The influence of high temperature on the discoloration and degradation of carbohydrates and on hydrogen peroxide bleaching of spruce TMP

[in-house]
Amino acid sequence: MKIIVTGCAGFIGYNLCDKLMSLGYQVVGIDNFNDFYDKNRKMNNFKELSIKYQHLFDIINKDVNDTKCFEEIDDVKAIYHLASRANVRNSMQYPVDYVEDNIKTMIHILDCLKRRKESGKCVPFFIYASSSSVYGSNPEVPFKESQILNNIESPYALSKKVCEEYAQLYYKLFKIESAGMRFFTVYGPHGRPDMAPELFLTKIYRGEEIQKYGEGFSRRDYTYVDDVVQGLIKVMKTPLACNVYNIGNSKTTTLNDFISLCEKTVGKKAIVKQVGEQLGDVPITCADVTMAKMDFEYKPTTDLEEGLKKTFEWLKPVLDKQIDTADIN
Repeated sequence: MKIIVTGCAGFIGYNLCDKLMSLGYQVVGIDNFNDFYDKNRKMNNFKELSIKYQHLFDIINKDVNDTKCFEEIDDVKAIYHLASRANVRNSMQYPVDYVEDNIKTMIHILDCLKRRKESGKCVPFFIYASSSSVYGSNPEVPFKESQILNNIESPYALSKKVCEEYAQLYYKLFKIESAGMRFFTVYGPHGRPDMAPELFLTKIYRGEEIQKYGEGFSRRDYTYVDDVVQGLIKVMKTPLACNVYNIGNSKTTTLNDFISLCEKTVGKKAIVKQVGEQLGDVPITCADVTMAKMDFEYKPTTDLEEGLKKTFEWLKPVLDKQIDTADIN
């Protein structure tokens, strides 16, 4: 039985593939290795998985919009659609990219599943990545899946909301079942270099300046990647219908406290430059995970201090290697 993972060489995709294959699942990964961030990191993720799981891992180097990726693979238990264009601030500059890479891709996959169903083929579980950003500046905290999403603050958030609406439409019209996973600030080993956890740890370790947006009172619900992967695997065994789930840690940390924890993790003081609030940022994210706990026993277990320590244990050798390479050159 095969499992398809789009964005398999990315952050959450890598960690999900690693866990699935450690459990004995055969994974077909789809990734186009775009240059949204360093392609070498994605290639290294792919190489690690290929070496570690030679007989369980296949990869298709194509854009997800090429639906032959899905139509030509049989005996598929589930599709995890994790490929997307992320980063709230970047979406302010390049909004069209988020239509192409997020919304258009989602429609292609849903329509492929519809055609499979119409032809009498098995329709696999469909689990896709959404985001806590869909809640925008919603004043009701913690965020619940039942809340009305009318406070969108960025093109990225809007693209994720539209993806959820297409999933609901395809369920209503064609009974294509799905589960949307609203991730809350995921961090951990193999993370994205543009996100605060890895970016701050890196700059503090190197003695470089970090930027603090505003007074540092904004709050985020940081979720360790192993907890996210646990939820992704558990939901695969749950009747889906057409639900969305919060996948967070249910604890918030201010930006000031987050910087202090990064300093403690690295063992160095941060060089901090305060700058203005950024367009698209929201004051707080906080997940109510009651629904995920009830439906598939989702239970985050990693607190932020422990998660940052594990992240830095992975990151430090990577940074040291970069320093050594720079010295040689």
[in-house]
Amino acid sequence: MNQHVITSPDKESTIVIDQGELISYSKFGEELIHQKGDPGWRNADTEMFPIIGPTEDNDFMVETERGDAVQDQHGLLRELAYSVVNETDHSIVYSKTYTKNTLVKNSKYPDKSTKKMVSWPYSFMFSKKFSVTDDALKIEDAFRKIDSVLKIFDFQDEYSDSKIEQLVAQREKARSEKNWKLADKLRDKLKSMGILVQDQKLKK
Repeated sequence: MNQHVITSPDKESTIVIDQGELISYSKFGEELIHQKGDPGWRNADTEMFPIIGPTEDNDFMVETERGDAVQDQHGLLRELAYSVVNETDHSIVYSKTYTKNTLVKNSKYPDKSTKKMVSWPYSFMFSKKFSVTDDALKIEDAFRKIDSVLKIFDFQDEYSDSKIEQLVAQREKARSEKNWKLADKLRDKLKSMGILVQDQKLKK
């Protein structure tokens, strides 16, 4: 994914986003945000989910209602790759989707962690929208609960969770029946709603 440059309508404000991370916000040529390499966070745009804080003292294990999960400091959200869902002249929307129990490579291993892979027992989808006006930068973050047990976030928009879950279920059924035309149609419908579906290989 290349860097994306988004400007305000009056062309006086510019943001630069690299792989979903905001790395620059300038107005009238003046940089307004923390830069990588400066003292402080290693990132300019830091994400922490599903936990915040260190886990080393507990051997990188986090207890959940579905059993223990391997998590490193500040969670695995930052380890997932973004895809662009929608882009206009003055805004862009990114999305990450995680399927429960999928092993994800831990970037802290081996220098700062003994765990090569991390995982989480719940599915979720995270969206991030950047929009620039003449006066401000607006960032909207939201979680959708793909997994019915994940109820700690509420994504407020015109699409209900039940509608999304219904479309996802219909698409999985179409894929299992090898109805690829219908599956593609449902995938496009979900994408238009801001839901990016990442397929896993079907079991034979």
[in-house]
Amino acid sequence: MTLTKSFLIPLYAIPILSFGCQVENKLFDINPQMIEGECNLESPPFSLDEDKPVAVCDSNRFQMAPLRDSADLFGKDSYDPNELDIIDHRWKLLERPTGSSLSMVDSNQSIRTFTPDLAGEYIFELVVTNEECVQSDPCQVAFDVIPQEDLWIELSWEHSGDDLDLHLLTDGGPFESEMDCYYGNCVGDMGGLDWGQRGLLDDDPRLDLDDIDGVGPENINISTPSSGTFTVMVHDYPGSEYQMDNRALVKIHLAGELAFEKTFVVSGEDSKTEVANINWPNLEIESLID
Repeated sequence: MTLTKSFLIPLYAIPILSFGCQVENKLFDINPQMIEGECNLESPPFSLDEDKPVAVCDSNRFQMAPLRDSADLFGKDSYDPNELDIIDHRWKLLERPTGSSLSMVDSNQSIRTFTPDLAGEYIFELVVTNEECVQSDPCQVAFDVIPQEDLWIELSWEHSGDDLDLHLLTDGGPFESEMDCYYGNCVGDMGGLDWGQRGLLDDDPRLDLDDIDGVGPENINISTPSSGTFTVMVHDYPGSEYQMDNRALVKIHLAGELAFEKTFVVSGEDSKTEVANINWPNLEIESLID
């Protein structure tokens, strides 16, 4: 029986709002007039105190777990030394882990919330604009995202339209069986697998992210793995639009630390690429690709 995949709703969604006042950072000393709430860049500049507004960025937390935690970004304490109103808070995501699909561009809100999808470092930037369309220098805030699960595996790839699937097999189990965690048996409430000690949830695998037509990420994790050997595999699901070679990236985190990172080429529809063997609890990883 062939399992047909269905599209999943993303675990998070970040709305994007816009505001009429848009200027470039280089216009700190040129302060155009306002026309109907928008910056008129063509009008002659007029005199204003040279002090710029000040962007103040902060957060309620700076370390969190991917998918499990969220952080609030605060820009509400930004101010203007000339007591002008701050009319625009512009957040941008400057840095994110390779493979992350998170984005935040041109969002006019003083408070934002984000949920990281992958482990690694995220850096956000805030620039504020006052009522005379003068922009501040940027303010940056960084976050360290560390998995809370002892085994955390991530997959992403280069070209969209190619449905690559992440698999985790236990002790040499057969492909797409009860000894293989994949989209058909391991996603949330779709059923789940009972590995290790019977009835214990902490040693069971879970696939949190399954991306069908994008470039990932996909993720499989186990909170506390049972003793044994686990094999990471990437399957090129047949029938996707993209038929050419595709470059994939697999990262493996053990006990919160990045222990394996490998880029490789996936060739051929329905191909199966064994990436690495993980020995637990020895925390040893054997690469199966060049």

Sammanfattning: When processing wood to obtain pulp, the fibers are subjected to high temperatureat moisture levels and to the influence of metal ions. Many process developmentshave resulted in utilization of higher temperatures that induce chemical reactionsin the wood fibers. This thesis deals with some aspects of using high temperaturesin pulping processes. The first part of this work concerns how carbohydrates areaffected, in terms of discoloration and degradation, by high temperature, moisture,and the presence of metal ions. The next part deals with the metal ion profiles inthermomechanical pulp (TMP) processes and the effects of the high temperaturetreatment of native wood under TMP processing conditions. The third sectionconcerns processing conditions present in the high‐temperature hydrogenperoxide bleaching of TMP.In experiments using cotton linter sheets impregnated with glucuronic acid anddifferent metal ions, increased 5‐(hydroxymethyl)furfural and 2‐furaldehydeconcentrations were accompanied by decreased viscosity and increaseddiscoloration when Mg2+ ions and, to some extent, Ca2+ ions were present. Thisindicates that under certain conditions, in this case, dry heat‐induced ageing underslightly acidic conditions and with access to oxygen, the presence of alkaline earthmetals can cause substantial degradation and discoloration of cellulose. Thisindicates that Mg2+ ions can promote the Lewis‐acid‐catalyzed degradation ofcellulose. When glucuronic acid was added to the cotton linter sheets, the presenceof Ca2+ or Mg2+ ions decreased the discoloration caused by the dry heat‐inducedageing of glucuronic acid and also led to a smaller decrease in viscosity comparedto that in cotton linter sheets containing only Ca2+ or Mg2+ ions. This may explainwhy the negative effect of Ca2+ or Mg2+ ions on viscosity is less pronounced incertain pulps. In mechanical pulping processes, the addition of sodium silicate and kaolin clayand re‐circulation of water from the paper machines increased the levels of ironand aluminum ions. In a mill using dithionite bleaching, the levels of iron andaluminum ions in the final pulp were approximately ten times higher than in a millusing hydrogen peroxide bleaching. This was probably due to extraction of moreiron and aluminum ions from the clay to the water due to low pH and to thecorrosion of process equipment induced by thiosulfate ions derived fromdecomposed dithionite. In laboratory trials, it was impossible to completelyremove iron from these pulps using diethylenetriaminepentaacetic acid orextraction with hydrochloric acid. This was probably due to the strong binding ofiron to the wood fiber or its presence as oxide/hydroxide clusters. The mostimportant issue is to avoid contaminating the pulp with iron ions; process waterand process chemicals with low iron contents should therefore be used. Especiallyin the dithionite bleaching process, iron contamination increases thedecomposition of the dithionite, causing corrosion of the process equipment andadding further iron to the pulp.The shavings method is a straightforward method for studying the formation andelimination of chromophores in wood. Light absorption coefficients, lightscattering coefficients, and brightness can easily be obtained using this method.The method was used for studying how temperature in the absence of mechanicalenergy affects wood brightness. This provided useful information about the effectof process conditions in mechanical pulping and its relationship to chromophoreformation. An advantage of using thin shavings is the rapid penetration ofchemicals into the fibers. The shavings method was therefore also used in studyingthe kinetics of hydrogen peroxide bleaching at high temperature.The high‐temperature (HT) hydrogen peroxide bleaching of a thermomechanicalpulp was carried out in a pressurized laboratory‐scale wing defibrator. Theexperiments demonstrate two ways to obtain high brightness under HT conditions.One way is two‐stage peroxide bleaching with a low total alkali/peroxide ratio inthe first stage to avoid alkaline darkening. The second way is to pre‐impregnatethe pulp with hydrogen peroxide before adding alkali in two stages. Themaximum brightness was reached after only 2.5 minutes at low alkali charge.Thus, the bleaching time can be short and the total alkali charge low under hightemperatureperoxide bleaching conditions. To achieve very high brightness usingHT hydrogen peroxide bleaching, other measures than increasing the alkali chargeand prolonging the bleaching time are necessary.
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